Alternative investments can both reduce risk and boost returns in a well-constructed portfolio, particularly at a time when traditional investments like stocks and bonds are expensive and priced to deliver disappointing returns.
But the key word here is can. Alternative investments can deliver that holy grail of higher risk-adjusted returns if chosen carefully and in prudent allocations. But if done poorly, alternative investments can just as easily take a wrecking ball to a portfolio and destroy years’ worth of gains.
As a case in point, consider the story of the Dallas Police & Fire Pension System (DPFP).
Dallas cops are in a dangerous line of work, a point that was made clear by the sniper attack this summer that tragically claimed the lives of five officers. But in exchange for the risks they take in keeping the rest of us safe, cops get certain perks, such as retirement at age 55 with a traditional pension plan. Well, today, those benefits are under serious threat.
After making a series of questionable investments during the go-go years of the real estate bubble, the DPFP took massive losses that effectively bankrupted the plan that over 9,000 current and former police officers, firefighters and their families depend on. Before the dust settles, Dallas taxpayers will probably have to shell out $600 million or more to keep the plan afloat, and the police and firefighters may be forced to work longer or accept benefit cuts. No matter what the final deal looks like, it will likely be a raw one for the police and firefighters… and for the taxpayers they serve and protect. And all of this is due to the incompetence of an investment manager.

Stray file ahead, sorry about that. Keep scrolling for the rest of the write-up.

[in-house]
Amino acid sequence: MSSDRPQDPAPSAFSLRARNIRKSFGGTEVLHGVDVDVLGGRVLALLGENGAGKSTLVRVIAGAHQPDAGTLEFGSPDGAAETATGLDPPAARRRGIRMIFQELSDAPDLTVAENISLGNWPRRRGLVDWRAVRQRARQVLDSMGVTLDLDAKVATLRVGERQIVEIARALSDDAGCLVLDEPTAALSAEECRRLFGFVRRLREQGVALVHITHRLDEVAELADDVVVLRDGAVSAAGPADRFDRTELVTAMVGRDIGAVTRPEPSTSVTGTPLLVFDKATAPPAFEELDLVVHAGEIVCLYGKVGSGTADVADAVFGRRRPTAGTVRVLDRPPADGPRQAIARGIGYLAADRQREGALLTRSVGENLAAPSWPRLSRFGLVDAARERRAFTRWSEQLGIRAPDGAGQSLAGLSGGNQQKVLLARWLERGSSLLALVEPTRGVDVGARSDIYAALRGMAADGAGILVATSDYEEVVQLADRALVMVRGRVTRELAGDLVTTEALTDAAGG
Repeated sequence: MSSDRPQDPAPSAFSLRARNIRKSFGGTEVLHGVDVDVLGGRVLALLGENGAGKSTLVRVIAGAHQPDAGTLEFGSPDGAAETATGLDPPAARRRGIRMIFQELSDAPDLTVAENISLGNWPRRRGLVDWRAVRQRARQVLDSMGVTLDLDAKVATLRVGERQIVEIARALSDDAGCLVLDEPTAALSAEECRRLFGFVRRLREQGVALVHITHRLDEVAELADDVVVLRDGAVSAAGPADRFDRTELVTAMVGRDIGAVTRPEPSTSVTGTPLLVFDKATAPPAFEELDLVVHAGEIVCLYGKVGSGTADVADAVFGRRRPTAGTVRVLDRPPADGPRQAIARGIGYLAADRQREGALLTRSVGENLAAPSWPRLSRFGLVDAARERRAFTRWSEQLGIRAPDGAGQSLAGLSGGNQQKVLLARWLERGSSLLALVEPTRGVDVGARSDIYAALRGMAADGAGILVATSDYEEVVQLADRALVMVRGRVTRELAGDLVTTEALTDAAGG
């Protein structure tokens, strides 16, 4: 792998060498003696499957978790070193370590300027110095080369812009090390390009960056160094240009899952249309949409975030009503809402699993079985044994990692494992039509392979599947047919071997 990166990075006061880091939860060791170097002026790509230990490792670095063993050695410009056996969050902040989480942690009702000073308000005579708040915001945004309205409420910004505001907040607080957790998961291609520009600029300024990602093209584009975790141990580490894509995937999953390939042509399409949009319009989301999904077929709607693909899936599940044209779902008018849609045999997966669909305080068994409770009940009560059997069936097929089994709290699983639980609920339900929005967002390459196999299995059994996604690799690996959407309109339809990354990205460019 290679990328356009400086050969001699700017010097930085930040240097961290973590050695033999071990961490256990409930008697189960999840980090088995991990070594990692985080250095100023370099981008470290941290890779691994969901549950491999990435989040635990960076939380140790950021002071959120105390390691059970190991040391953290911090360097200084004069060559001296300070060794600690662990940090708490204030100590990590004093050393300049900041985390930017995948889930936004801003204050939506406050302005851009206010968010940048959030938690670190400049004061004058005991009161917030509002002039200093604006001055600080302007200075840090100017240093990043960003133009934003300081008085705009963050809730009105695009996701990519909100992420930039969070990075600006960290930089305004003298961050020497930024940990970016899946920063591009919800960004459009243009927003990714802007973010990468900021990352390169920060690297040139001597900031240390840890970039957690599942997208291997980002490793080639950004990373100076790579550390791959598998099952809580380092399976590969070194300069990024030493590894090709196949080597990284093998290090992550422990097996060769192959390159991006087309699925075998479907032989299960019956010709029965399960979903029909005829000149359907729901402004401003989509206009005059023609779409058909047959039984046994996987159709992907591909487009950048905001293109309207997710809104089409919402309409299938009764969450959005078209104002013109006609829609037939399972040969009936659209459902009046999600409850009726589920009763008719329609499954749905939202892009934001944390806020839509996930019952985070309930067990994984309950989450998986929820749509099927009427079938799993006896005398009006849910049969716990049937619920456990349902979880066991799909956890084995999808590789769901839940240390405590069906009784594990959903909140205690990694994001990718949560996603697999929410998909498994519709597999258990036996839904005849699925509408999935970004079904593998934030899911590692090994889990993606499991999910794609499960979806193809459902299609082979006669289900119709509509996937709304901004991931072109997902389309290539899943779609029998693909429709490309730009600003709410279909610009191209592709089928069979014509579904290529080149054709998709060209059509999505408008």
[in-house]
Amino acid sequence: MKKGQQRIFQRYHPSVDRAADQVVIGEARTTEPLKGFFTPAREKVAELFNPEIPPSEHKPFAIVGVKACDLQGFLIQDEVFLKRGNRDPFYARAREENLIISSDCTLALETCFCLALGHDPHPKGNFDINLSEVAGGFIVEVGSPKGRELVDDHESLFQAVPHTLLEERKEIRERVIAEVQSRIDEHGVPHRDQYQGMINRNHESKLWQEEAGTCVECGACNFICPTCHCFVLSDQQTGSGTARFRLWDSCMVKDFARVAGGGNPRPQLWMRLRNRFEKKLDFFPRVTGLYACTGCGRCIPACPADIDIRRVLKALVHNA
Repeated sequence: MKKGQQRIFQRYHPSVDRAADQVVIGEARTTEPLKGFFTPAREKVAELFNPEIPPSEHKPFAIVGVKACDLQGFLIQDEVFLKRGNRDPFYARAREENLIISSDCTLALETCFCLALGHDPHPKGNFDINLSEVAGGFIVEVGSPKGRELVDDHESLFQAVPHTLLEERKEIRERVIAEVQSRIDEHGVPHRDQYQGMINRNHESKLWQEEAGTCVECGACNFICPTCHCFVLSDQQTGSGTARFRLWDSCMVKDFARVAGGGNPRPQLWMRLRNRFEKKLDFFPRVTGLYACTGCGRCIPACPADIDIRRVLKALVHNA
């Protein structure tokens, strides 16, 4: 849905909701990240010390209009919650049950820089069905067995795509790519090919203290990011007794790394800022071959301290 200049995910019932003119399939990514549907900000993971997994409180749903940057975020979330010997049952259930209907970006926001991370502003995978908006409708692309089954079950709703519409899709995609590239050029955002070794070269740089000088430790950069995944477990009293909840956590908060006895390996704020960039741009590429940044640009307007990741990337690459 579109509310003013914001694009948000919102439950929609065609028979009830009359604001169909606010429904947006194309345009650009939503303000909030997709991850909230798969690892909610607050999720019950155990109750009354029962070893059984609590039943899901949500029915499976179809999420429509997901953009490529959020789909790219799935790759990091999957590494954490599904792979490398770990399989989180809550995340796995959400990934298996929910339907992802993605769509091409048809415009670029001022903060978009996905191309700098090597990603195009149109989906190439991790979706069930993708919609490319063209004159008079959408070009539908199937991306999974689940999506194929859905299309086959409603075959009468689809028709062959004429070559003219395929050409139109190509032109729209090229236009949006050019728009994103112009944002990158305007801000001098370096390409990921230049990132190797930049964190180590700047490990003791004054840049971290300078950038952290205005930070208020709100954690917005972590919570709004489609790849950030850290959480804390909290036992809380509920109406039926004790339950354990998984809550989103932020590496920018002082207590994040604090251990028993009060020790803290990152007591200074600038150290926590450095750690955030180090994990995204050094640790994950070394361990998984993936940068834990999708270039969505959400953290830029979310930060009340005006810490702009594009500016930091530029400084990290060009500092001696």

Well, it made sense at the time…
Following the 1990s tech bubble and bust, the plan’s managers wanted to diversify outside of the risky stock market. But in order to make the targeted 8.5% return, bonds weren’t going to cut it. So the fund diversified into the wild, wild west of alternatives.
Hey, I get it. What was true in the early 2000s is even more true today. Stocks are expensive and looking wobbly, and bonds yield so little as to be unworthy of consideration for many investors. But what the fund’s managers did next is remarkable for its lack of basic prudence and common sense.
At one point, the fund had over half of its investments in alternatives. Now, in a vacuum, that’s not necessarily a bad thing. The Harvard University endowment fund has famously kept about half of its portfolio in alternatives for years. It’s the particular choices of assets that the DPFP held that should have been a major red flag. Among other questionable assets, the fund owned interests in the American Idol production company, luxury homes in Hawaii, a Napa vineyard and Uruguayan timberland.
I think there might have been some oceanfront property in Arizona in the mix too.
Not All Alternative Investments Are Created Equal